Sunday, October 22, 2006
What Manner of Spirit
“But he [Jesus] rebuked them, and said, Ye know not what manner of spirit ye are of.” (Luke 9:55)
In today’s vernacular, Jesus would be saying, “You don’t know where you’re coming from.” Because a city of Samaritans (racial outcasts to the Jews) chose not to have Jesus stop by their town on His way to Jerusalem, two of His disciples, brothers James and John, tried to talk Jesus into letting them “command fire to come down from heaven and consume them,” just like Elijah did in the first chapter of 2 Kings. But their zeal said less about their love for Jesus than it did about their own natural inclinations. A spirit of anger in a man or a woman, which is both hasty and harbored, is the sign of a fool, says the wise man in Ecclesiastes (7:9). And, as Jesus tells us, it is possible to have a wrong spirit and be unaware of it, or even to look upon it as a sign of Spirituality.
What kind of “spirit” do I manifest? What kind do you? Please understand I am not speaking of the Holy Spirit and His fruit in our lives. I am drawing our attention to the atmosphere and attitudes that provide a backdrop for the things we do and the way we do them. For instance, there are some people who are more easily influenced by error than they are by truth. (1Jno.4:6). In fact, there is a spirit about them that is always skeptical of Biblical principles, while at the same time gullible when it comes to every hair brained intellectual theory that comes down the pike. Sometimes what may look like honest inquiry is really dishonest skepticism. This is not to say that anyone who questions a particular doctrine has an ulterior motive; but when the Word of God is plain, and the vast majority of good men down through Church history have acknowledged the veracity of certain truths, failure to see these truths is to manifest not only willful ignorance, but a spirit of error.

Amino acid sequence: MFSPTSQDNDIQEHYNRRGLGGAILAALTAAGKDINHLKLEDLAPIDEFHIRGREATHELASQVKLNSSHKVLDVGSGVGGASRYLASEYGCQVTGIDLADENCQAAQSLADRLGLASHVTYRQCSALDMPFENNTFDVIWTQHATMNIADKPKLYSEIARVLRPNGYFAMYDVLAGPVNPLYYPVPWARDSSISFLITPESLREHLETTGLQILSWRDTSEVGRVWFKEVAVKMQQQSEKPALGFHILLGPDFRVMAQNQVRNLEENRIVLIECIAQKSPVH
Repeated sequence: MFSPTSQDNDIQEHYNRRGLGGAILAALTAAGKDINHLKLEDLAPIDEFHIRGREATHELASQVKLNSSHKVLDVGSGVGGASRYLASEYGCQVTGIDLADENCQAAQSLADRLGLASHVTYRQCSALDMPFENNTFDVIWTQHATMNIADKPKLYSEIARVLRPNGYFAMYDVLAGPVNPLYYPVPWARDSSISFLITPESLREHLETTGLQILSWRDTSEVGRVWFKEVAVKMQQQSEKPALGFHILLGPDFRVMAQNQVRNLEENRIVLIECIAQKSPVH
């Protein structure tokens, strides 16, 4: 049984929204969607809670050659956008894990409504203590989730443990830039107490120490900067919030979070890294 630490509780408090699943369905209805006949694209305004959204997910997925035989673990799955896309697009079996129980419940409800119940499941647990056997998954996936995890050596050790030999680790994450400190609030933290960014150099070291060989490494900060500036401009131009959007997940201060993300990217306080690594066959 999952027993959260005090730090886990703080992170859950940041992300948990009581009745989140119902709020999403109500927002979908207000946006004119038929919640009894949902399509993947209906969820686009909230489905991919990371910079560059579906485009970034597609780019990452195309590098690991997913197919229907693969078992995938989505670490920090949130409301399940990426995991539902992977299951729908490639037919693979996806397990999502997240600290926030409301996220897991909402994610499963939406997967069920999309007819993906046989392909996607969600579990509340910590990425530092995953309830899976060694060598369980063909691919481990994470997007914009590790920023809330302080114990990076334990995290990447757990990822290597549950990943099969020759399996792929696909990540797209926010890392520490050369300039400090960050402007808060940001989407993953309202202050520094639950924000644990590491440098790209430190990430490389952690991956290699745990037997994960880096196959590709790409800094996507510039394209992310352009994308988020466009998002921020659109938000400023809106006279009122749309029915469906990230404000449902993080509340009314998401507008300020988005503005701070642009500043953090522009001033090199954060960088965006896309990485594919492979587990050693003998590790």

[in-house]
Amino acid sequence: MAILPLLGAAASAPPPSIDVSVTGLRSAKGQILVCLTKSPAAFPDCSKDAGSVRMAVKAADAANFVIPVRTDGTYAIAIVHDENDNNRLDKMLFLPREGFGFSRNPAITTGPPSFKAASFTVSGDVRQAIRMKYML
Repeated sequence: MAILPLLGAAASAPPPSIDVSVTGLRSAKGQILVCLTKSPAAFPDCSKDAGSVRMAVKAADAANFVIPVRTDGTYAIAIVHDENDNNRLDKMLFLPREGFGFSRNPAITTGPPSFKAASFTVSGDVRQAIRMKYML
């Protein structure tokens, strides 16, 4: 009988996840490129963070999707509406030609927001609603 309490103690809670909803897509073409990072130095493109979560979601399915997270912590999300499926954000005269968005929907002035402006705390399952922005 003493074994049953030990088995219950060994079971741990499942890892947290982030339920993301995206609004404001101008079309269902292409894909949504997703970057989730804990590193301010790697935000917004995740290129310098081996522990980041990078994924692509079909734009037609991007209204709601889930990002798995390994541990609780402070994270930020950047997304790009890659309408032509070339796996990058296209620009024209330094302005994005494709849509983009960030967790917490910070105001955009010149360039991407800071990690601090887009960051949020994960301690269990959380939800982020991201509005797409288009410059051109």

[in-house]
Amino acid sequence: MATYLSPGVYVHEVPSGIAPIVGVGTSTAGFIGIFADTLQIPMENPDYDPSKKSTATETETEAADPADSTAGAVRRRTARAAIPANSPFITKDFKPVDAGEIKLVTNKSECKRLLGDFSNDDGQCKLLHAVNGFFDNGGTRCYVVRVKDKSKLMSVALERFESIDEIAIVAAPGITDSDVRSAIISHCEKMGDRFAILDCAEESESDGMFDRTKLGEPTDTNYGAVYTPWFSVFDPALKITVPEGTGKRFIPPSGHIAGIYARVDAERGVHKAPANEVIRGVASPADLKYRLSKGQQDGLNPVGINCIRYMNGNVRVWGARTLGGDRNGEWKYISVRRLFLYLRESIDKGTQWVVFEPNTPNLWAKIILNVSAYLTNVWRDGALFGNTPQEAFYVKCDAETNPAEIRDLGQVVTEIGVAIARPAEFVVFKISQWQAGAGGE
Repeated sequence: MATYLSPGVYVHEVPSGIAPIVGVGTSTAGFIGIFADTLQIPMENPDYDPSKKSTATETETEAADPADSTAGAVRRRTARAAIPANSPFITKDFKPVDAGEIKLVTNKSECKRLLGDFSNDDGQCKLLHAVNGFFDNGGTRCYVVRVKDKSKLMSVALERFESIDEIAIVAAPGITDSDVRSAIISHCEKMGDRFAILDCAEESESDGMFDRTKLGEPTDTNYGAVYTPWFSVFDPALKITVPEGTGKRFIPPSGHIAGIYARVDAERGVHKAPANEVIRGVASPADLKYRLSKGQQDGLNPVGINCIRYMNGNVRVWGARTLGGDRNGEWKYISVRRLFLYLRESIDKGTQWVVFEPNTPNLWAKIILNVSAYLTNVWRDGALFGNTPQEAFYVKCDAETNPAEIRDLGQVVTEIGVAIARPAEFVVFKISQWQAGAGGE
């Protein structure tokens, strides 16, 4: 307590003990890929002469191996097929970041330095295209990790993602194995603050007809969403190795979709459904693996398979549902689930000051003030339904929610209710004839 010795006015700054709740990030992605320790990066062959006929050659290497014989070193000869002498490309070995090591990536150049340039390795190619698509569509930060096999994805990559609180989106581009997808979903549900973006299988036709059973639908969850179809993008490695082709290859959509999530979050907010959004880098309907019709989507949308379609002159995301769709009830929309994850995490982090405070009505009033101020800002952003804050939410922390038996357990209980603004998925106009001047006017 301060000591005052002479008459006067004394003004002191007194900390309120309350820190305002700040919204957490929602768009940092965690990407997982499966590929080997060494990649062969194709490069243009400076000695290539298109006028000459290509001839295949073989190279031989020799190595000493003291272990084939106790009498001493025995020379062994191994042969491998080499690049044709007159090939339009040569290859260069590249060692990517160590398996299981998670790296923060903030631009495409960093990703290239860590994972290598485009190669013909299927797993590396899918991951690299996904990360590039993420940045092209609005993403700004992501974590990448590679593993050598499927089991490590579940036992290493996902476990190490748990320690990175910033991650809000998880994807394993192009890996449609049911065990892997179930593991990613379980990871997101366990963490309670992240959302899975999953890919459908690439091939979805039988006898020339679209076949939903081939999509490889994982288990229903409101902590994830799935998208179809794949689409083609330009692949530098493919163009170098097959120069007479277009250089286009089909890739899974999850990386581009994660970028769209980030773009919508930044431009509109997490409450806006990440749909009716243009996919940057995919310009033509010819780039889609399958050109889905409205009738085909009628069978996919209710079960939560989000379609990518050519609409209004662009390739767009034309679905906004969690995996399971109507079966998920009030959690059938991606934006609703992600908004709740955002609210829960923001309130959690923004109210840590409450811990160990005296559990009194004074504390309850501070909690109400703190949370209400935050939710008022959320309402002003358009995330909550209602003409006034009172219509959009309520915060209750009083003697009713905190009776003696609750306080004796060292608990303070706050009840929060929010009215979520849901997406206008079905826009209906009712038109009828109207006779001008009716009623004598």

Then, there is the man or woman who might mistake a “spirit of fear” (1Tim.1:7) for healthy dependence upon God, or even the equivalent of a “spirit of meekness” (Gal.6:1), both of which are assets in the Christian life. But when one sees that the spirit of fear is contrasted to “power, love, and a sound mind,” it becomes evident that failing to see the difference between fear and meekness is to run the risk of being a spiritual cripple. Meekness understands it is not above falling, but is courageous enough to confront sin and patient enough to affect restoration. Fear, on the other hand, has neither the power nor love to deal with people, because the mind is preoccupied with itself.
Finally, a “spirit of bondage” (Rom.8:15) is no indication that one is a mature, obedient Christian. Those who live for God because they fear His wrath, or that He will disown them, only prove that they have an unhealthy (and unbiblical) idea of what it means to be a child of God. God wanted us to know just how secure we are as His children, so He told us that we are not only His by birth (“Abba” [Papa]), we are His by law—adoption (“Father”). Some people, who are unaware of the spirit of bondage they have come to live with, serve God…or else; others of us serve God…because there is nothing else. He is not only my Father, He is our life. To deny Him would be to deny myself; and for Him to deny me, He would have to deny Himself. Even if the former was possible, the latter could never be. “If we believe not, yet he abideth faithful: he cannot deny himself” (2Tim.2:13).
You who are familiar with the Word of God are aware that I could go on. But my purpose has been to show that, like James and John, we can have a wrong spirit that either masquerades as a right one or at least appear to be an understandable one. In the case of the two disciples, they were blessed to have the clear rebuke of God the Son to point out their misplaced zeal. But you and I are equally blessed, in that we possess, as believers, God the Holy Spirit to do the same within us. It all depends on which spirit we choose to obey. We may not know “what manner of spirit [we] are of,” but we can know. The real question is, once we know, what will we do about it?